Her prestige was at stake.

For her, the success of the “made-for-each-other couple” contest became a “prestige issue”.

So she pressed her cohorts into action.

Qualitative Requirements (QRs) were drawn up and “target couples” identified for the “made-for-each-other couple” contest. 

Lists of “target couples” were sent to ships and units and commanding officers were ordered to direct those officers and their lady wives to “volunteer” and be present for the preliminary round of the “made-for-each-other couple” contest that evening.

Simultaneously, similar parallel “directives” were passed on to the wives via NWWA channels.

Unfortunately, we, my wife and I, were a “target couple”.

A message was accordingly passed on to me that my wife and I should be present for the preliminary round of the contest at 7 in the evening – my wife in a Sari and me in Red Sea Rig uniform.

When I reached home, before I could speak, my agitated wife told me about the visit of some NWWA ladies.

She was upset.

She had told the NWWA flunkies that she did not want to leave our baby daughter alone and hence could not participate.

But they refused to listen saying that they had made baby care arrangements.   

When she bluntly told them that she was not interested in taking part in the contests, subtle hints were dropped that her “negative” attitude may not be good for my career.

Remember, this was the “Entertainment Naval Command”.

For my wife, this was the first time NWWA was exerting pressure and compelling her to do something she did not want to do.

I did not want to force my wife to do anything against her will, especially participate in such a contest that I thought was quite ludicrous.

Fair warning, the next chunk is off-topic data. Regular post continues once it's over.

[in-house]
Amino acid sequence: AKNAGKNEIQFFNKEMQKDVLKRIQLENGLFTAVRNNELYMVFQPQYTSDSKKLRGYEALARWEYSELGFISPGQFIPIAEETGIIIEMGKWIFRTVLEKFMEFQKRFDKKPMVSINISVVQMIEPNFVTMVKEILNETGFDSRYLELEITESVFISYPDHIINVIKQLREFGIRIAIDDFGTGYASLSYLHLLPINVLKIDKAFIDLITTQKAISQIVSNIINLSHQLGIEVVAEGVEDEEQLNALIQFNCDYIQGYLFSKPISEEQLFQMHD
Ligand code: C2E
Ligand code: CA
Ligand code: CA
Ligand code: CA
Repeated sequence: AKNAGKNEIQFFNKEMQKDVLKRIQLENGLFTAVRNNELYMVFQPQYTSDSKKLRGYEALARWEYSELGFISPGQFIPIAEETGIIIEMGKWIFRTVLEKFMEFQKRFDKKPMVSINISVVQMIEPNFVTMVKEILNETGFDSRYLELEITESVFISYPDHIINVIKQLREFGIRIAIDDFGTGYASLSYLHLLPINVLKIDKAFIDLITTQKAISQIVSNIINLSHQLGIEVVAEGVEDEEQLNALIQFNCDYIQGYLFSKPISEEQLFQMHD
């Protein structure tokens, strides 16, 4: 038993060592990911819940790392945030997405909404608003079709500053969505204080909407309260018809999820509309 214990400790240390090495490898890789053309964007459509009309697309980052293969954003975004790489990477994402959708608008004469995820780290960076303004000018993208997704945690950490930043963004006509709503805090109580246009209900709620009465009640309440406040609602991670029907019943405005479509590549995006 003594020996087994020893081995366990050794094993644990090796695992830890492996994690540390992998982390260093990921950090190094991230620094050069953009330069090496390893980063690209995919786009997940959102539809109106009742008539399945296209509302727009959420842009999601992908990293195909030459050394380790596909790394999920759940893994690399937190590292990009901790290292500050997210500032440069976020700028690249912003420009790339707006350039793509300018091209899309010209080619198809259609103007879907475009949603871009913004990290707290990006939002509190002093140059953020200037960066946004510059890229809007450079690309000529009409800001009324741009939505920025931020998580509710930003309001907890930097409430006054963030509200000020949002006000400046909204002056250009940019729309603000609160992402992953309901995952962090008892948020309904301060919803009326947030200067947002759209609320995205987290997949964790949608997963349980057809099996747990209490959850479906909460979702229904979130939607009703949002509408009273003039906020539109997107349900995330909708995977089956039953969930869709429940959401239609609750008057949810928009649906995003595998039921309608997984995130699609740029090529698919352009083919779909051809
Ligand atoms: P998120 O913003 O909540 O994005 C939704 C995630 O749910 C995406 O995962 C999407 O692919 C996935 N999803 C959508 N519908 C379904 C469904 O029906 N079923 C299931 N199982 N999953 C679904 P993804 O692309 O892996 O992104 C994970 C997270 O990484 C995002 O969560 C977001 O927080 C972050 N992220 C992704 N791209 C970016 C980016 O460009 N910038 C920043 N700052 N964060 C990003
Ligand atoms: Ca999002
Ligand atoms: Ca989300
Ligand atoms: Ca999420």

We, my wife and me, did not go for the preliminary round for the “made-for-each-other” contest.

Part 2


Next morning, my boss, a Commodore, summoned me to his office.

“Look here. You know me. I never interfere in the personal lives of my officers. But I beg of you – please take your wife and go for that bloody preliminary round of the “made-for-each-other” couple contest in the evening,” he said.

“Sir, that was last evening,” I said.

“Last evening – only five couples landed up. So preliminary round of the “made-for-each-other” couple contest is re-scheduled at 7 this evening. You buggers don’t go for events – and we are being asked explanations from the top. Please make sure you go. I know you have a small son and a baby daughter. My wife will look after them. But you and your wife – please go for the preliminary round of the “made-for-each-other” couple contest  for heaven’s sake – please go – otherwise...”

“Sir, my wife …”

“No excuses. I don’t want to hear any excuses.”

“Sir, please listen …” I pleaded.

“What …?” my boss asked.

“My marriage is on the rocks. My wife and I – we are not on speaking terms. There is so much marital discord that it looks like my marriage is going to break up – it seems that we are heading for a divorce,” I said with a sad face.

“What...? Divorce...? Your marriage is on the rocks...? You never told me all this...!” my boss said with a surprised look on his face.